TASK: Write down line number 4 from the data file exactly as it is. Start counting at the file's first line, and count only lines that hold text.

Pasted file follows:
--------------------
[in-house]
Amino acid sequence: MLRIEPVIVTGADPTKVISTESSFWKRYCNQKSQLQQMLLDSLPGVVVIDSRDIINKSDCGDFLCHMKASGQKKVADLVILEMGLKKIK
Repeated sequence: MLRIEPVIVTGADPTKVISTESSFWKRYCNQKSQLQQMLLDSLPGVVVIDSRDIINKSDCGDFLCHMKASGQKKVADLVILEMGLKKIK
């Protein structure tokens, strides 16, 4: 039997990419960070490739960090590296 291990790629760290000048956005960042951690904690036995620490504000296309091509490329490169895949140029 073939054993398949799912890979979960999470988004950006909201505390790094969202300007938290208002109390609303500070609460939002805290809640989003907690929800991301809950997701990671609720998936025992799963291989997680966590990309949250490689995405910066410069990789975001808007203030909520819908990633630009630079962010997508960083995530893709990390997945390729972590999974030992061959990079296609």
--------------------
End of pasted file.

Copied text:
């Protein structure tokens, strides 16, 4: 039997990419960070490739960090590296 291990790629760290000048956005960042951690904690036995620490504000296309091509490329490169895949140029 073939054993398949799912890979979960999470988004950006909201505390790094969202300007938290208002109390609303500070609460939002805290809640989003907690929800991301809950997701990671609720998936025992799963291989997680966590990309949250490689995405910066410069990789975001808007203030909520819908990633630009630079962010997508960083995530893709990390997945390729972590999974030992061959990079296609």